Albanian emigrant loves Riverside’s small-city feel

Albanian emigrant loves Riverside’s small-city feel
Arjola Miruku got her dog, Darwin, in Texas in 2010. “He is a happy dog, but also a good guard dog,” she said.

Arjola Miruku’s immigration story began nearly 30 years ago when her father, Ali Miruku, saw the writing on the wall in Albania.

  He emigrated from Albania in the midst of the country’s political unrest after the fall of Communism in Eastern Europe in 1989. “He was ahead of his time in realizing that life was going to become very hard there,” Miruku said. “He decided to go find another home for us.” 

First, her father went to Switzerland, and then tried other countries, but finally settled on the United States in 1993. “He thought this was the only country that believed that with education and hard work you can get ahead,” she said.

“I have videos my father made of himself watching CNN news coverage of the Albanian war,” Miruku said. “He looks broken and sad in them and says that he is hoping he can eventually get to us.” All communication had been cut off in Albania. They had no electricity and the airports were closed.

Her father was a renowned painter in Albania. When he came to Jacksonville, he had to start over building a reputation. At first, he washed dishes in a restaurant to make money to live. He worked for Creative Environs and then Sally Corporation as a painter. Eventually the Avondale Gallery and Frame Shop, where Whit’s Frozen Custard is now located in the Shoppes of Avondale, exhibited his work, as did Florida State College—Jacksonville. 

Later on, her father got his green card and was able to bring his family to the United States. They chose to live in Ponte Vedra, because people had told her father that the best schools were in St. John’s County. “He taught us that education was so important,” Miruku said. “He told me to focus on honing my talent as a pianist as well.”

“I remember riding in 1997 all the way from Ponte Vedra Beach, where we lived, to the gallery with wet paint canvases just finished in the car with us,” Miruku said. The smell of oil paint still brings back such deep memories of him for her.

“On the way back, he’d take me to Memorial Park and look out over the river. He would get so emotional because getting us here had been such a big, long process. He would cry by the railing beside the sculpture. There were very few times I would see my father cry,” she said.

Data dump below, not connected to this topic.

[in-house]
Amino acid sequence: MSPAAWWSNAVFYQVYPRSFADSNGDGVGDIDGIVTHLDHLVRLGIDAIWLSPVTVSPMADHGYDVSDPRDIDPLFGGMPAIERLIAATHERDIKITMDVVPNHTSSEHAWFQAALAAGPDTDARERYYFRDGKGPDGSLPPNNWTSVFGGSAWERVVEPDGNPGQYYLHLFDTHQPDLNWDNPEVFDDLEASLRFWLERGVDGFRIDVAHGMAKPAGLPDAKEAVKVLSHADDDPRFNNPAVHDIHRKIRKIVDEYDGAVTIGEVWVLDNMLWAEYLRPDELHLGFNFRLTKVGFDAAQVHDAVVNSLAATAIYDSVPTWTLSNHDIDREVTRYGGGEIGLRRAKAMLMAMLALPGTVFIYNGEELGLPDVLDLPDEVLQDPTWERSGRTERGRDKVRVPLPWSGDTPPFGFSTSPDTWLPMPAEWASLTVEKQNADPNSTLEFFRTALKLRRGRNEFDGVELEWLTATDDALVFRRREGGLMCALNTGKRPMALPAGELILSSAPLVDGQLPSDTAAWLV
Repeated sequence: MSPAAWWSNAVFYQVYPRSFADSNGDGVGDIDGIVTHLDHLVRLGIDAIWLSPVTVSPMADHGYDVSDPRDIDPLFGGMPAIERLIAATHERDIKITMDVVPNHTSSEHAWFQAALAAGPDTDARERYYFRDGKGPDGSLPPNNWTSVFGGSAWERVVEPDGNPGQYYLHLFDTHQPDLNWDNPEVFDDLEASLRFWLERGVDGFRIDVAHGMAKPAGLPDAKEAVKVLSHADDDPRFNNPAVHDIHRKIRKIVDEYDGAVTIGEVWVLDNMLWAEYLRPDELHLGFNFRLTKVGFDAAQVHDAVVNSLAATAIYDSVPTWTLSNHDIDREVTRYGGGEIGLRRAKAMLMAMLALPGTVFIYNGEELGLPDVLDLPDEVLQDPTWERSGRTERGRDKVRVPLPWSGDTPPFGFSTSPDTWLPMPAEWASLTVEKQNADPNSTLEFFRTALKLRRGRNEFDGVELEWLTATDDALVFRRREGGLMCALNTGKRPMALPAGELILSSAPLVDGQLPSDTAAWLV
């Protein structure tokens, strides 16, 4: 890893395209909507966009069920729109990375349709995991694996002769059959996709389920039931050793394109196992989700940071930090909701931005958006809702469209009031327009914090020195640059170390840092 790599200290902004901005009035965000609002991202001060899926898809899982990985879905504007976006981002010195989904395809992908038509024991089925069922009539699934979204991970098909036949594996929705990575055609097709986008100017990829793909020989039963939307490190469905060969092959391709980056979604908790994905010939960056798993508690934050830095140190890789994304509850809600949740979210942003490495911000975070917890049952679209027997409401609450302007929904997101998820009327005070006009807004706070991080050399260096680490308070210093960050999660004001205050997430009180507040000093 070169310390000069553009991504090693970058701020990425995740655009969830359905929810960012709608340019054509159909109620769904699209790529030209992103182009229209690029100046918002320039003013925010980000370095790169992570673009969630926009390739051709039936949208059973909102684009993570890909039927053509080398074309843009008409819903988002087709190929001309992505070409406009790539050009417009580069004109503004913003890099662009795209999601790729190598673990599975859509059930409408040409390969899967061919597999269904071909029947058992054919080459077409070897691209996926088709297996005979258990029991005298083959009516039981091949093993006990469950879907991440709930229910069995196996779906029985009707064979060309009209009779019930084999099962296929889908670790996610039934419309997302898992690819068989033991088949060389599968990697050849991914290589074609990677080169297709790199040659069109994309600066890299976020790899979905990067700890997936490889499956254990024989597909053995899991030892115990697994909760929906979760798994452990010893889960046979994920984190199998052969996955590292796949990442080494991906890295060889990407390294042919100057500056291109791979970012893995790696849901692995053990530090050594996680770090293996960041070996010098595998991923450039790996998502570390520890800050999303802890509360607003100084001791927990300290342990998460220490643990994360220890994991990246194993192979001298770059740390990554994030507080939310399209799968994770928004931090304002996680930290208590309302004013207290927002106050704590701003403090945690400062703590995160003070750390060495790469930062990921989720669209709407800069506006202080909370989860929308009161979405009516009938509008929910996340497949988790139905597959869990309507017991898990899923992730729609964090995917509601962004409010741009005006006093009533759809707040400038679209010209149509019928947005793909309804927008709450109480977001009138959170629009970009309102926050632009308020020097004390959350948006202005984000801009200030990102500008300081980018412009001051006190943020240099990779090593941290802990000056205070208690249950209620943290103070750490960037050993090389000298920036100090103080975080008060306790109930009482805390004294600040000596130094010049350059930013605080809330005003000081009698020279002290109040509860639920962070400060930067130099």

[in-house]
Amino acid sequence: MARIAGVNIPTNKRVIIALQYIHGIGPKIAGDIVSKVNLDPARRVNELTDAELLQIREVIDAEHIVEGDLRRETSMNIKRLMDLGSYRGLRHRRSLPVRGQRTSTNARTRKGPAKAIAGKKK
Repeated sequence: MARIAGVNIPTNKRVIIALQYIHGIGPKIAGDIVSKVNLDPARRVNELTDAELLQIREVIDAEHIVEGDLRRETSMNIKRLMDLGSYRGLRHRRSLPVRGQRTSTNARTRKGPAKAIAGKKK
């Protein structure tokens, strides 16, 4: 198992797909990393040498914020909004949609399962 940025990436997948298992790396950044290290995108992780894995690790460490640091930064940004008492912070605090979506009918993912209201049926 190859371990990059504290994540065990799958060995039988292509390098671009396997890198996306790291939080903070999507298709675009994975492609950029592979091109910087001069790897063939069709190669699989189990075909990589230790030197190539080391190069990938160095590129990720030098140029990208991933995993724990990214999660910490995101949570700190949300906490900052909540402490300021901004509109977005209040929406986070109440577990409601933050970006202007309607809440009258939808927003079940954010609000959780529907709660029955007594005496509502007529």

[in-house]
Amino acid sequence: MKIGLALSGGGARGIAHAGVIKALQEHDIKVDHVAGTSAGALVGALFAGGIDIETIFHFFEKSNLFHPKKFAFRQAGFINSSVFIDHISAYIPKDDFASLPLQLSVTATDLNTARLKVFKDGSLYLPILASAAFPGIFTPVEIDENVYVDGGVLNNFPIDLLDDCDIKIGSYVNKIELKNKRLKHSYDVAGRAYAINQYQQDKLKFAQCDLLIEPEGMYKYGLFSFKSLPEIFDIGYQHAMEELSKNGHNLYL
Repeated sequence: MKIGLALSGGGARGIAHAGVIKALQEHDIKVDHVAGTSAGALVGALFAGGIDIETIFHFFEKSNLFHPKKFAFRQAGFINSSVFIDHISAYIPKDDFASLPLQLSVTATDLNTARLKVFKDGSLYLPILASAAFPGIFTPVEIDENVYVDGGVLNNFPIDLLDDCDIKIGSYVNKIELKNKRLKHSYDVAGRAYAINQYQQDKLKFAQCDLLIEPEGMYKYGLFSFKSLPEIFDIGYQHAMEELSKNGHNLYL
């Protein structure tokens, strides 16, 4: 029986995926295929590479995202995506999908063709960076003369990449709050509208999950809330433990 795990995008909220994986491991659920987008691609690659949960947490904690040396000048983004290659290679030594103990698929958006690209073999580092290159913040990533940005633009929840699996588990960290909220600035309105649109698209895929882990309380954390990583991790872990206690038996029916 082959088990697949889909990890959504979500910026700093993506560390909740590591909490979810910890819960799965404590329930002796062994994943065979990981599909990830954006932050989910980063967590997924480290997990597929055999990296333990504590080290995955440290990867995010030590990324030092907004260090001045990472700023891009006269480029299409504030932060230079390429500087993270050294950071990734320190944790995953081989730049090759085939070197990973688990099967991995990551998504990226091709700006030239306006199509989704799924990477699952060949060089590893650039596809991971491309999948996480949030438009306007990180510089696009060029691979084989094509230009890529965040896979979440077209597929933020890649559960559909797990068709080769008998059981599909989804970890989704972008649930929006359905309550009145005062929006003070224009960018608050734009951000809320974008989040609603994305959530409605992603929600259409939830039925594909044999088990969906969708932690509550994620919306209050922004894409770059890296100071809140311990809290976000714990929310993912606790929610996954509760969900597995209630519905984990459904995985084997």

Arjola Miruku in front of her treasured practice piano, given to her by her favorite teacher, Dr. Gary Wolf.
Arjola Miruku in front of her treasured practice piano, given to her by her favorite teacher, Dr. Gary Wolf.

Miruku started her education in America as a sixth-grader in Landrum Middle School in Ponte Vedra Beach. Then she attended Douglas Anderson School of the Arts and after graduating in 2004, she went to Rollins College because she wanted to study piano under an eminent teacher, Dr. Gary Wolf, who had retired after 35 years as a professor at University of Central Florida. 

In 2008, she started her graduate work at Texas Christian University and graduated in 2010, staying on as a faculty member and performing as a pianist for another four years until her father was diagnosed with cancer. She returned to Jacksonville to help take care of him until his death. 

Miruku now lives in River House Apartments, first called the Rochester House, which was built in 1870 as a guest hotel near the present site of Florida Publishing Company. It was moved in the early 1900s to the corner of Goodwin Street and River Boulevard in the historic St. John’s Quarter. 

“I am three minutes walking from Memorial Park,” Miruku said. “To me it is a magical place as I walk the circle and remember my father and what he did for us.” 

Living in Riverside reminds Miruku of all the best parts of her early years living in Albania. “Shkodër, where I was born, is a decent-sized city but very walkable. My mother drove me to my music lessons on her bike, with my brother along, too,” Miruku said. “I didn’t realize how much I missed that small-city feel until I moved to Riverside.

“In Shkodër, small shops are next to large businesses that are next to very old churches and homes where rich people live while street people and all sorts of other people mingle together every day,” she recalled. “I love the diversity in Riverside, too, and the history and uniqueness of every house, as well as the small businesses.”

Miruku is also a small-business owner, teaching piano at PLAY (Piano Learning And You) Academy of Arts in a former Pepsi-Cola plant in the CoRK Arts District, where they used to mix the product, with the mix bottled next door. “I didn’t want the academy named after me because I want it to grow beyond me, if that becomes possible,” she said. “I’m starting with my skill set and letting it grow organically into additional art forms.

In addition to teaching piano, Miruku continues to perform. She played at TEDxJacksonville in 2017 and has done private concerts. She also performs every year at the Douglas Anderson School of the Arts Extravaganza.

She has four pianos and one practice piano, a special gift from Dr. Wolf. She wants to get a Yamaha piano for the PLAY space so that students can play duets.

“I have played piano longer than I have done anything else in my life,” Miruku said. “I wanted PLAY to feel like a home, but I didn’t want it in my home. I wanted to keep a level of professionalism.”

By Karen J. Rieley
Resident Community News

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